There is considerable grumbling among senior Republicans about the midterm elections prognosis, and in this case it has little or nothing to do with President Trump. At least not directly.
CNN's John King reports that for months, more seasoned members of the party's leadership have been warning younger members about what's needed when running in such a difficult climate. Those warnings include urgent appeals to raise more money; resources for ads and research and staff are always important, but all the more so in a midterm climate where Republicans know the wind is in their face.
But a new wave of fund-raising reports filed in recent days show way more Republicans on the short end of the money chase, especially in races viewed as critical to the 2018 battlefield.
On the Senate side, Missouri was one source of GOP grumbling.
Josh Hawley is the GOP candidate against Sen. Claire McCaskill -- one of the Democratic incumbents viewed as vulnerable this year.
"Hawley has $$ problems, as do all of the challengers," one veteran GOP strategist said in an email exchange. "Ted Cruz is the #1 GOP fund-raiser and [he] has been out-raised the last three quarters."
The GOP grumbling isn't limited to Senate races.
In the 88 House races CNN ranks as the most competitive, consider this significant difference:
*40 Republican incumbents in these races have been out-raised by their Democratic challengers.
*Only two Democratic incumbents in this group were out-raised by GOP challengers.
The numbers are feeding talk, even at this late date, that there could be a few more GOP House retirements in the offing.
A second well-placed GOP source said he knows of a handful of House Republicans who are "on the retirement fence. The only way to separate (those seriously considering retirement) from jittery nervous nellies is [to] look at cash on hand."
2) Pruitt's lobbying problem
The bad headlines keep coming for embattled EPA administrator, Scott Pruitt. The latest is from POLITICO, where Eliana Johnson is reporting on Pruitt's latest involving lobbying, his landlord and his place of employment.
"Contrary to Pruitt's public denials about the lobbyist who was giving him a cut rate deal on rent, [he] had business before the EPA during the time [Pruitt] was living in the home," Johnson reports. "The lobbyist firm filed a report on Friday that indicated that that lobbyist was lobbying the EPA during that time. So Pruitt looks like he's caught in another difficult situation at a time that his leadership of the agency is already under scrutiny. I'm not sure how long this can last, but the Trump administration already has three nominees before the Senate that need confirmation so it would be really difficult for them to add a fourth."
3) Iran deal deadline looming
The Trump administration is facing a May 12th deadline. The White House has to decide whether it will walk away from the deal altogether. Big factors in the decision may be discussions President Trump will have with two world leaders, French president Emmanuel Macron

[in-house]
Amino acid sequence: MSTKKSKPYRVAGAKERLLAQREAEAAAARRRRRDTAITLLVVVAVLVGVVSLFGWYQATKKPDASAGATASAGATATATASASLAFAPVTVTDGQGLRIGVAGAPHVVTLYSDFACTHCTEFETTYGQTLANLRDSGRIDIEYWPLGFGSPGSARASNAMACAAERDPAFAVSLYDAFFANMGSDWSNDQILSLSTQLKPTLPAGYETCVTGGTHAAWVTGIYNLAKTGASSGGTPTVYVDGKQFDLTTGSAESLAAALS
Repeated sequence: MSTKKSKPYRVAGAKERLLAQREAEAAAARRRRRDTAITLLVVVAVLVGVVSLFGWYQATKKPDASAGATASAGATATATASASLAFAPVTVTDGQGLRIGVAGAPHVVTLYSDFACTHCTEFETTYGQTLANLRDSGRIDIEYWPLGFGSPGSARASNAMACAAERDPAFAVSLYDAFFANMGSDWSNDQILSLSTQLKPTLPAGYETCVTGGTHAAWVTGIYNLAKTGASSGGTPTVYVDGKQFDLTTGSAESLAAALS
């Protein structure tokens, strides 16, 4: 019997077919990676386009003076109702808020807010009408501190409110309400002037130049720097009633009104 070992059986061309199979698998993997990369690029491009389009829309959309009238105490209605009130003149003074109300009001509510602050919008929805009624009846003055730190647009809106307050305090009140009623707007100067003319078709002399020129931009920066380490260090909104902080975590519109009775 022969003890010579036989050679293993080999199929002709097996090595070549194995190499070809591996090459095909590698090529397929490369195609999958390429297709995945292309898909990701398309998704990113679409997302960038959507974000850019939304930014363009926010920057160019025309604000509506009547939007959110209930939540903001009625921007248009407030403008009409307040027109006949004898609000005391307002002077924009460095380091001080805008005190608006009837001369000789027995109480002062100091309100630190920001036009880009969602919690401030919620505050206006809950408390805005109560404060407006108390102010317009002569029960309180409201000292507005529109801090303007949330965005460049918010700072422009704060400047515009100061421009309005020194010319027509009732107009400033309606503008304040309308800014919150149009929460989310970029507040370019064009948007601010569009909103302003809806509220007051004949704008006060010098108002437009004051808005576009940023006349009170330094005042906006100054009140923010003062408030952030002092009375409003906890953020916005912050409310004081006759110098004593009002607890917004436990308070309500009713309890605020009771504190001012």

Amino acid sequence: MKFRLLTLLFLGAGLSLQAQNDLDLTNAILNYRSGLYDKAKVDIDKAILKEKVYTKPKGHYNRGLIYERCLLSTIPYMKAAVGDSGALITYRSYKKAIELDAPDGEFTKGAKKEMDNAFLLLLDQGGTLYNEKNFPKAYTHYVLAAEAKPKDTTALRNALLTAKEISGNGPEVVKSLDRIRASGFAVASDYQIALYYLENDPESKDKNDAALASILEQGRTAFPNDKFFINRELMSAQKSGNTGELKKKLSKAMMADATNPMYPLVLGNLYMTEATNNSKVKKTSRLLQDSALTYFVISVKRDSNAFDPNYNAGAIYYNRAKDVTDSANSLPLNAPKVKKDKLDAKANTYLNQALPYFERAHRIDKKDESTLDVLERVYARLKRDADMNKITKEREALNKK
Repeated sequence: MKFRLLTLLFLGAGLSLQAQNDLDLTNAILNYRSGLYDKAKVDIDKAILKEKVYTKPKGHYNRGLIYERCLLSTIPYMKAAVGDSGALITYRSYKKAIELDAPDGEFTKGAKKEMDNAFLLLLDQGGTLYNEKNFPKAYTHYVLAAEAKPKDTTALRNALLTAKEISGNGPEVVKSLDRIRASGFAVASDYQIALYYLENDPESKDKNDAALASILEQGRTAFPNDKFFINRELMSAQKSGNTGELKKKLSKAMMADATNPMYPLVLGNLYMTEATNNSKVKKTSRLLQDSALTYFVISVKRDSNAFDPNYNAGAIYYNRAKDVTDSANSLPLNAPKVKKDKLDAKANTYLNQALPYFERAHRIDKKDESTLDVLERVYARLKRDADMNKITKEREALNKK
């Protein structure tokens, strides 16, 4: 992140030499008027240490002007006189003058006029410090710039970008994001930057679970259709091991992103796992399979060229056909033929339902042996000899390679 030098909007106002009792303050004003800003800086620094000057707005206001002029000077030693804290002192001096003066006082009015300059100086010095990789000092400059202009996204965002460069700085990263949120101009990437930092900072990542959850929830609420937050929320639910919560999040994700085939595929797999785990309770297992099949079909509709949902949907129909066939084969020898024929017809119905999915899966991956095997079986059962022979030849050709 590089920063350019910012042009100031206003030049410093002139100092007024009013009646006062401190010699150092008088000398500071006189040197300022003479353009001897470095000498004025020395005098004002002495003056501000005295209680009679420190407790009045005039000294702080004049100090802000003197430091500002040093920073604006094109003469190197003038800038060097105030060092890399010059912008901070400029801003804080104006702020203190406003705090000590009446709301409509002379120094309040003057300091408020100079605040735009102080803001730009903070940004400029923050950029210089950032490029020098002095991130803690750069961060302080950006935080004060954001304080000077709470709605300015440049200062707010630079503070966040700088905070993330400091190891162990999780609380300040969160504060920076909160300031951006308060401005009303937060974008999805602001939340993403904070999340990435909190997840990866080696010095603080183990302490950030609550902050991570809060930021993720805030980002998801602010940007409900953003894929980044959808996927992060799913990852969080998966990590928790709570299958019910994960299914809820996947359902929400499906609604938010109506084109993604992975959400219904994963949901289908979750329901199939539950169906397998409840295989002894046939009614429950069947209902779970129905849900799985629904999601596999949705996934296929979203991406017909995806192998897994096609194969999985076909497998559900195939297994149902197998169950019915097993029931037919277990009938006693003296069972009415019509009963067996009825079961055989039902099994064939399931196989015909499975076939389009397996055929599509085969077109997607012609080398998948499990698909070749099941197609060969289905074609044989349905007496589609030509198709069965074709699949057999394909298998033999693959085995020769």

and Germany's Chancellor, Angela Merkel
. Bloomberg's Margaret Talev tells us those aren't the only two to watch.
"Between Macron's visit and Angela Merkel's visit Friday, a lot of ground will be covered in terms of the European leaders. There are a couple other things I watch for: any phone calls from Theresa May and interaction with the Israelis and Saudis, perhaps the Chinese, and any of that paperwork that the European political directors and national security advisers have been trying to put together with the US," Talev says.
4) CIA director nominee dilemma
President Trump's pick to become the next CIA director is facing many questions from senators about the destruction of CIA tapes from 2005 that show terrorism suspects being waterboarded. The CIA has declassifed
a memo that absolves nominee Gina Haspel of responsibility for the destroying of the tapes -- but as CNN's Manu Raju explains, the controversy isn't a closed chapter just yet.
"She has not alleviated concerns from Republicans and Democrats alike on this committee. She said she was simply ordered to carry out the destruction of the tapes. She wrote a cable that she did not think would be sent to CIA field officers to destroy the tapes. She thought it was going to go through the proper channels, but her superior at the time moved forward without her knowledge. The CIA is trying to push back declassifying sections of a report from 2011 to say that she did nothing wrong. But nevertheless, members still have a lot of questions," Raju reports. "They want more records declassified and it's going to be a big sticking point [at] her confirmation hearing next month to determine whether or not she gets the job."
5) Trump's tariffs -- good or bad?
One of President Trump's big campaign promises was all about trade and putting tariffs in place to try to level out the playing field against international competitors like China. But these proposals have some people worried about a trade war. Internally, there are a few different schools of thought inside the White House. The Weekly Standard's Michael Warren explains:
"Publicly the White House is saying, 'Look, these [tariffs] are a tool, a means to an end in order to get China to behave properly.' Fair but free trade is the line, publicly, but there is a view within the White House -- Peter Navarro is sort of the loudest voice in the White House on this -- that tariffs are actually good, that they can help reduce foreign investment and increase domestic investment," Warren explains. "That is not a view held by the vast majority of people in the White House. But there is one issue here: one very important person is receptive to [this], and that's President Trump."